Pelvic floor issues can also make penetration more difficult, says Dr. Rawlins. “If those pelvic floor muscles that surround the vaginal opening aren’t releasing, relaxing, and opening for penetration, it can put more stress on the tissue and leave you more at risk for injury,” she says.

Other causes of vaginal cuts Sex toys are sometimes made of materials that are irritating to the skin, or they might have sharp or rough edges. Even a tampon that rubs against you the wrong way may cause tiny tears, says Rawlins.

How Can Vaginal Cuts Be Prevented?

Since vaginal dryness is often responsible, increasing wetness in the vagina during sexual activity is often the best way to go. The following are some ways to do this.


Lubricant, also called lube, is a very helpful tool with any sort of penetration, says Rawlins. “These products have come a long way. Gone are the days when there were just one or two options,” she says.

Water-based lubricants Water-based lubes are most common, says Rawlins. “You may have to do some label reading because there are some key differences between products,” she says.

Before buying, make sure the lube doesn’t contain irritating ingredients, such as paraffins, propylene glycol, glycerin, petroleum, or petroleum-based ingredients. “These can increase the risk for irritation, bacterial overgrowth, and even infection, which can further impair the skin’s health,” says Rawlins.

Rawlins also recommends avoiding lubes that have scents and tastes, or that “heat” things up. “These can irritate mucosal tissue, especially if it’s already dry or sensitive.”

Flavored lubes contain sugar and can cause yeast infections, according to the University of Texas in Austin’s University Health Services.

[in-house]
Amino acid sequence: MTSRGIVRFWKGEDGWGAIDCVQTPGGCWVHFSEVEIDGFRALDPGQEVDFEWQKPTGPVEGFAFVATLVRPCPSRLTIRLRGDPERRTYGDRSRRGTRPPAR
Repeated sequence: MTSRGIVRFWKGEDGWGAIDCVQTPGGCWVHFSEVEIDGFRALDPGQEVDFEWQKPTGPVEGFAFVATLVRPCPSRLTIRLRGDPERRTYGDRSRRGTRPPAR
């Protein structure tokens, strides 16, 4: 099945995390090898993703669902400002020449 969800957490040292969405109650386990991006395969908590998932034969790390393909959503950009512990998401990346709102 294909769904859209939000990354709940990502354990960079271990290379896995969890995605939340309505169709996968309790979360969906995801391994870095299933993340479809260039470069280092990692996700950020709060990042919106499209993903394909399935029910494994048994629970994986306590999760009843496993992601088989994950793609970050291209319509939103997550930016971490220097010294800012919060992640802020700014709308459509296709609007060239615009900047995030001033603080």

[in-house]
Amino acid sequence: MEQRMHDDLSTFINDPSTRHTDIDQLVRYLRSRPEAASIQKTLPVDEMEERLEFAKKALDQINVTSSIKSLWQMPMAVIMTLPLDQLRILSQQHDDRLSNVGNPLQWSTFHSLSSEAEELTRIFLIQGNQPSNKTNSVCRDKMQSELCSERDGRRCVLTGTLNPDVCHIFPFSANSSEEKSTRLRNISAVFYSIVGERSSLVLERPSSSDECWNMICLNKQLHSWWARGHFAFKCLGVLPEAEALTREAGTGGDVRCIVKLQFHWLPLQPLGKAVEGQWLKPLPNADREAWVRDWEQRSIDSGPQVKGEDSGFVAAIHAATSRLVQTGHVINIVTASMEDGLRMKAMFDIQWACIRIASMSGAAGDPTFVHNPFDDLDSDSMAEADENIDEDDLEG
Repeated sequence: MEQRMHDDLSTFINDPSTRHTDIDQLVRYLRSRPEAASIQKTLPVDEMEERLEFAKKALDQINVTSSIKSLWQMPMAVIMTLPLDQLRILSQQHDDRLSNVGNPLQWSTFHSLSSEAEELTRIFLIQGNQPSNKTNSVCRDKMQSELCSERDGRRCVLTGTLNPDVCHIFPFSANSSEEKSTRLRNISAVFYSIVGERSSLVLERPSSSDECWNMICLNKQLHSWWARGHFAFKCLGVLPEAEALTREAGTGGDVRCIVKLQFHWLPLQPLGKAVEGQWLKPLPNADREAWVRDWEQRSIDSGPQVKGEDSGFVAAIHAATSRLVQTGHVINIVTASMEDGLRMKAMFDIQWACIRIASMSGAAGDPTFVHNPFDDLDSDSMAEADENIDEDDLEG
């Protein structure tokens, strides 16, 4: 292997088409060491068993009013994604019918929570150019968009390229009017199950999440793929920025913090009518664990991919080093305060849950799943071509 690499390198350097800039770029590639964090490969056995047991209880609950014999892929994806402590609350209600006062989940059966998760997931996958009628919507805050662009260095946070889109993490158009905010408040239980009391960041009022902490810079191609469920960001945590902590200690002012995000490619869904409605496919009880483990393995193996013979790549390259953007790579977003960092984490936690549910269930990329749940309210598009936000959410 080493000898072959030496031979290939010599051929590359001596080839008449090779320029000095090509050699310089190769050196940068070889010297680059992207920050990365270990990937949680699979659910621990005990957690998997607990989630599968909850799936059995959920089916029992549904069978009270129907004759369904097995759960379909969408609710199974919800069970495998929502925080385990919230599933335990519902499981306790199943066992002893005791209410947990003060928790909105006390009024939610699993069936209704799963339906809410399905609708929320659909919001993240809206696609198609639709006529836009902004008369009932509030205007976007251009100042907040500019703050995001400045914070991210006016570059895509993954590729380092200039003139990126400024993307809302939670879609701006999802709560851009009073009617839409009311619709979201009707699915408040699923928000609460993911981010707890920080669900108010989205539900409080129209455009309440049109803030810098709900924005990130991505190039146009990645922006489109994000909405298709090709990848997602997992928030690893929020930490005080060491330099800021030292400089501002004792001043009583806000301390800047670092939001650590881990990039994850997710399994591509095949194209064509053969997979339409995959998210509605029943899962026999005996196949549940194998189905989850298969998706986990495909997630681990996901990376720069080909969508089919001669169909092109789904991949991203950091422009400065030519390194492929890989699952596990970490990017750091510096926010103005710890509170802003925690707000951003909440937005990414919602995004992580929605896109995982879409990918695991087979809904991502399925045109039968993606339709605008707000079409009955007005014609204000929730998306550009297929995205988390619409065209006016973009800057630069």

Natural oils Olive oil and coconut oil are natural, and some women really like them, says Rawlins. But oils can stain fabric and undermine the strength of condoms, increasing the risk of breakage, per UT Austin University Health Services.

Silicone-based lubricants “These lubes are very popular, in part because they tend to last longer than water-based lubricants,” says Rawlins.

If you’re using sex toys or vibrators made with silicone, be aware that silicone-based lubes can break down that material and cause tiny cracks in the devices, she says. “And that may cause bacterial growth which can then be transmitted to you or your partner when using it later,” says Rawlins.

Rawlins recommends trying different kinds of lubricants to find the one that suits you. “It is very individual. Don’t just take a friend’s recommendation, because what they like might not be what’s best for you.”

More Foreplay

The improved moisture that typically results from foreplay reduces friction and the possibility of vaginal cuts, says Evins. Increased foreplay gives the vagina the time (and motivation) to naturally lubricate itself.

Sexual Positions

When having sex that involves penetration, certain positions may make vaginal cuts or painful friction more likely, says Evins. “Try positions that allow women more control to reduce the likelihood of vagina cuts,” she says.

Vaginal Estrogen

Post-menopausal women who have issues with vaginal dryness can talk with a provider about using an FDA-approved vaginal estradiol product. Available by prescription, the therapy comes in different forms, including creams, tablets, and vaginal suppositories, says Evins.

Physical Therapy

If your provider determines that your vaginal cuts are related to pelvic floor overactivity, a physical therapist who specializes in pelvic floor issues may help, says Rawlins.

Source: everyday health